So arrogant U.S. and UN forces are telling indigenous Latin Americans that they’ll simply have to do away with the tradition:
The latest affront, they say, is a recommendation this month from the UN’s drug enforcement watchdog, the International Narcotics Control Board (INCB), that Bolivia and Peru criminalize the practice of chewing coca and drinking its tea. The move has provoked widespread anger and street protests in the two countries, especially among the majority indigenous populations. For them, coca has been a cultural cornerstone for 3,000 years, as much a part of daily life as coffee in the U.S. (La Paz is home to perhaps the world’s only coca museum.) From the countryside to swanky urban hotels, it is chewed or brewed to stave off hunger or exhaustion or to ease the often debilitating effects of high-altitude life in the Andes. It is also “used by healers and in ceremonial offerings to the gods,” says Ana Maria Chavez, a coca seller in La Paz, who refers to her product as “the sacred leaf.” Pope John Paul II even drank coca tea on a 1988 visit to Bolivia. It is, says Chavez, “part of who we are.”
The problem is, it’s also considered the building block of broken lives in the rest of the world, where cocaine consumption and addiction remain rampant in developed regions like North America and Europe.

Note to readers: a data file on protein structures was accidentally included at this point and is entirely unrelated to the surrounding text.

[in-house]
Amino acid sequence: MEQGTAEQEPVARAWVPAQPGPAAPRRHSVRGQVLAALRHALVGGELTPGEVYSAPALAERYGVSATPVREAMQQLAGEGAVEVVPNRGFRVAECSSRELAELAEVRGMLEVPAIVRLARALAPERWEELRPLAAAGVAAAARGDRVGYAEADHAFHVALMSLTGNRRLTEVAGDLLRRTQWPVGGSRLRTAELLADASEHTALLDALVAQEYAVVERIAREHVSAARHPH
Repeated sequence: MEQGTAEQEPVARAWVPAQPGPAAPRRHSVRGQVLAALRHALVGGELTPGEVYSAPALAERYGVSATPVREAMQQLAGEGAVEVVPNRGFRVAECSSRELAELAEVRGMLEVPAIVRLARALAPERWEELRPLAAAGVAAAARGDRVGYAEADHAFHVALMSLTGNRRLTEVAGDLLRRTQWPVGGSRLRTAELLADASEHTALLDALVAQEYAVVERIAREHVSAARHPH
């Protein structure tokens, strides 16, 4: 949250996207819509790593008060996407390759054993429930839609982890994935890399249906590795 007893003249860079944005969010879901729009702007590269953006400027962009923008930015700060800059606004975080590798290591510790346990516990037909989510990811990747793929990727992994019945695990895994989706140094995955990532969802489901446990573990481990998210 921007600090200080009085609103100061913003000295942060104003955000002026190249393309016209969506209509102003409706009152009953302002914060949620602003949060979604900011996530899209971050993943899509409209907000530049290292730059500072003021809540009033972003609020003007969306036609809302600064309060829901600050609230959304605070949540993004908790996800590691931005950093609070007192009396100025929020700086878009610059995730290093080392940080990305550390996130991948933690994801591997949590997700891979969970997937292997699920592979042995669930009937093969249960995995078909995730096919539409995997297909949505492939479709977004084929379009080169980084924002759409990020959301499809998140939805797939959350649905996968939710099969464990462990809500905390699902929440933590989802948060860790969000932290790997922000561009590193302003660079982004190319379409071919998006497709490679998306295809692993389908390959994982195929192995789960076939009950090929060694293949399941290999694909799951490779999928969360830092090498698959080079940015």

Bolivia’s holding its ground:
Even as the INCB was issuing its report, the Bolivian government was reaffirming its desire to increase Bolivia’s legal coca crop limit from 12,000 hectares (30,000 acres) to 20,000 hectares (49,000 acres). The Bush Administration has warned that the latter move would put Bolivia in violation of its international agreements — it is “not consistent with Bolivia’s obligations,” said the State Department — and risk tens of millions of dollars in U.S. aid.
So get them hooked on aid, then threaten to pull it unless they bend to our will, and adopt our foolish approach to intoxicating substances, which is to ban (almost all of) them.
The sad thing is, our scorched earth drug policy in Latin America is a big reason why the entire continent hates us, and has turned to electing hostile political leaders like Chavez and Morales. Who can blame them? We send armed agents down there to march through their backyards, poison their fields with industrial-strength herbicides, and foment dangerous black markets and fund organized crime syndicates, all because our government can’t bear the thought its own citizens getting high. And of course, anyone who wants to can get high, anyway.
The tragedy is that poor countries like Bolivia, Venezuela, and Peru then lump all U.S. policy in with our shameful coca eradication efforts. So they reject free trade, privatization, and other liberal reforms, too. Which keeps them poor.
The amount of widespread destruction effected by the drug war is really mind-boggling.